Welcome to George Peabody Library's Wunderkammer!

From dandies in danger to the lusty dramas of educated fleas, the George Peabody Library proves that the past was indeed STRANGE! Visit us in Baltimore (don't worry, in addition to the strange things depicted here, we also have plenty of old and rare and classy books, too).

Hours: Tuesday-Thursday 9am -5pm; Friday 9-3

Address: 17 East Mount Vernon Place Baltimore, MD 21202

Phone: 410-234-4943

Libguide: http://bit.ly/g1UsTk

Email: hherr1@jhu.edu

We come across some pretty bizarre things at the George Peabody Library, and this book is pretty high up on the list!These prints are from a rather odd book called Les Animaux Savants (1816).  Published by the esteemed Didot family, this work of fiction details all the clever animals one middle-class French family encounters, from elephants that can open bottles of wine to horses that ascend the heavens in hot air balloons!  It appears that the exploits of the animals are used as political or social commentary. These select images are just the tip of the iceberg when it comes to crazy animal antics in this book! Check out more on our flickr, or come by the George Peabody Library and look at them yourself!

Do You Have the (Polka Dot) Guts to Look at Rare Books?
Is it just us, or do the stomach and guts of a fox look like they would  be fabulous organ pipes in Willy Wonka’s chocolate factory?From: Dr. Nejemjah Grew’s “Catalogue and Description of the Natural and Artificial Rarities Belonging to the Royal Society and Preserved at Gresham College ” (1681)Call No: 506 .R888GfLocation: George Peabody Library

Do You Have the (Polka Dot) Guts to Look at Rare Books?

Is it just us, or do the stomach and guts of a fox look like they would  be fabulous organ pipes in Willy Wonka’s chocolate factory?

From: Dr. Nejemjah Grew’s “Catalogue and Description of the Natural and Artificial Rarities Belonging to the Royal Society and Preserved at Gresham College ” (1681)

Call No: 506 .R888Gf
Location: George Peabody Library

It’s a Bird, It’s a Plane, It’s a Frenchman with his Flying Horse!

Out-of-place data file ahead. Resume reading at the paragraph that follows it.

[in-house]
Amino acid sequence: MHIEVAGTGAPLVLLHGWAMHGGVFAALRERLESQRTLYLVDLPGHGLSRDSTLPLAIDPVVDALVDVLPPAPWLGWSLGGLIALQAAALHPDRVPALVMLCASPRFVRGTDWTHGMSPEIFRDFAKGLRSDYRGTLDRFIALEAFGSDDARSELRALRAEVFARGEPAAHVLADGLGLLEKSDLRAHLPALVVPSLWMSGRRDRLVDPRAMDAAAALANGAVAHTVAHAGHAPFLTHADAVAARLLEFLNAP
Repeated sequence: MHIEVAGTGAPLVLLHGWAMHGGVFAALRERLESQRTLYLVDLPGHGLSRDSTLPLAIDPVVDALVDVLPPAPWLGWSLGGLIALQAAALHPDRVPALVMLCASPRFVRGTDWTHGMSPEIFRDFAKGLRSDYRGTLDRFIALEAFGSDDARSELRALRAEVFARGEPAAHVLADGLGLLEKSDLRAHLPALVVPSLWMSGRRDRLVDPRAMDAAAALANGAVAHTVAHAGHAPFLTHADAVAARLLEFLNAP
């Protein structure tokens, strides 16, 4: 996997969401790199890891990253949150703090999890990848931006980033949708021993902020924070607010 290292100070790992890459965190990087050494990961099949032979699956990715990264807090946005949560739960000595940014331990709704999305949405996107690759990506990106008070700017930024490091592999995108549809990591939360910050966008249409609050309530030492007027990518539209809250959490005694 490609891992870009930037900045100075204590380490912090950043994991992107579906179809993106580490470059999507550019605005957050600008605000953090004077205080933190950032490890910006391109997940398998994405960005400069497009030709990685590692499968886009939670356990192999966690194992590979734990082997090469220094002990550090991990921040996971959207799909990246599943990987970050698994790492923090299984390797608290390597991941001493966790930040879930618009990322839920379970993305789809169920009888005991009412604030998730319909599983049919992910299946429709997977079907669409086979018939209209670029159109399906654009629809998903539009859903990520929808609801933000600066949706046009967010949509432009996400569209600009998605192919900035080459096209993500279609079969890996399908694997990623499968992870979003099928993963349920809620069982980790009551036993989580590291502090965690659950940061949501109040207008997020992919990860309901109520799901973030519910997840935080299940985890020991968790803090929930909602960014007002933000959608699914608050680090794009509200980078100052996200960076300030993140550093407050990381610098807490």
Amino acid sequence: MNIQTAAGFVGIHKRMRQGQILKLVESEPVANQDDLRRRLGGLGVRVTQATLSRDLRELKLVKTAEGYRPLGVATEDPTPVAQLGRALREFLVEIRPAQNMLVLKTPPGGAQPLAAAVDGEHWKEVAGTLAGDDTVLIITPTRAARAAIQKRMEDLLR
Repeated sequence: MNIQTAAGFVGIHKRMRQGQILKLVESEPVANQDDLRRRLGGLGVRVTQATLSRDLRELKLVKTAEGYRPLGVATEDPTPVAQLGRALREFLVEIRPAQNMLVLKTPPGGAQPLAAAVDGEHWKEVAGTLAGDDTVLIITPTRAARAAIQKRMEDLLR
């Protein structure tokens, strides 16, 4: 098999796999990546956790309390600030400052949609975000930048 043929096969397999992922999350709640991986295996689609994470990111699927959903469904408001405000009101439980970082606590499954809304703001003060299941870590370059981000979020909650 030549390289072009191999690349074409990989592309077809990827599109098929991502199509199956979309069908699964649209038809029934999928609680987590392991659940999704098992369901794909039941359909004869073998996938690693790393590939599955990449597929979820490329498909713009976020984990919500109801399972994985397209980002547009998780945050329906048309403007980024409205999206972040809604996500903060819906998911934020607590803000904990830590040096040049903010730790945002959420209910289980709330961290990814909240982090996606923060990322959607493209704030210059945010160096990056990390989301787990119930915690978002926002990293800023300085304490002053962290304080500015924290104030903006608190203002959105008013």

Us silly Americans have to make do with silly talking horses like Mr. Ed, but the French get flying horses! Believe it or not, but there actually was a noted 18th century French balloonist by the name of Pierre Testu-Brissy who reportedly took over 50 hot air balloon rides with his horse!From:  Les Animaux Savants, ou, Exercises des Chevaux de MM. Franconi, du cerf Coco, du cerf Azor, de l’elephant Baba, des serins hollandais, du singe militaire. Paris: P. Didot, 1816.
Location: George Peabody Library

It’s a Bird, It’s a Plane, It’s a Frenchman with his Flying Horse!

Us silly Americans have to make do with silly talking horses like Mr. Ed, but the French get flying horses! Believe it or not, but there actually was a noted 18th century French balloonist by the name of Pierre Testu-Brissy who reportedly took over 50 hot air balloon rides with his horse!

From:  Les Animaux Savants, ou, Exercises des Chevaux de MM. Franconi, du cerf Coco, du cerf Azor, de l’elephant Baba, des serins hollandais, du singe militaire. Paris: P. Didot, 1816.

Location: George Peabody Library

Yep, Even We Have a Library Cat
We fully admit that those of us who work at the glorious George Peabody Library are a bit strange, especially when it comes to being representative of library folk.  Why, you may ask?  Because we can’t stand the world’s love affair with library cats!  We love French bulldogs and floppy, furry mutts!  Biblio-dogs forever!
However, we understand that we are in the minority, and hence present for your viewing pleasure our very own Tom the Creepy Cat. He is holding a sign that exclaims, in his own “cat-language” which oddly resembles English, why he is not a thin feline.  It’s weird.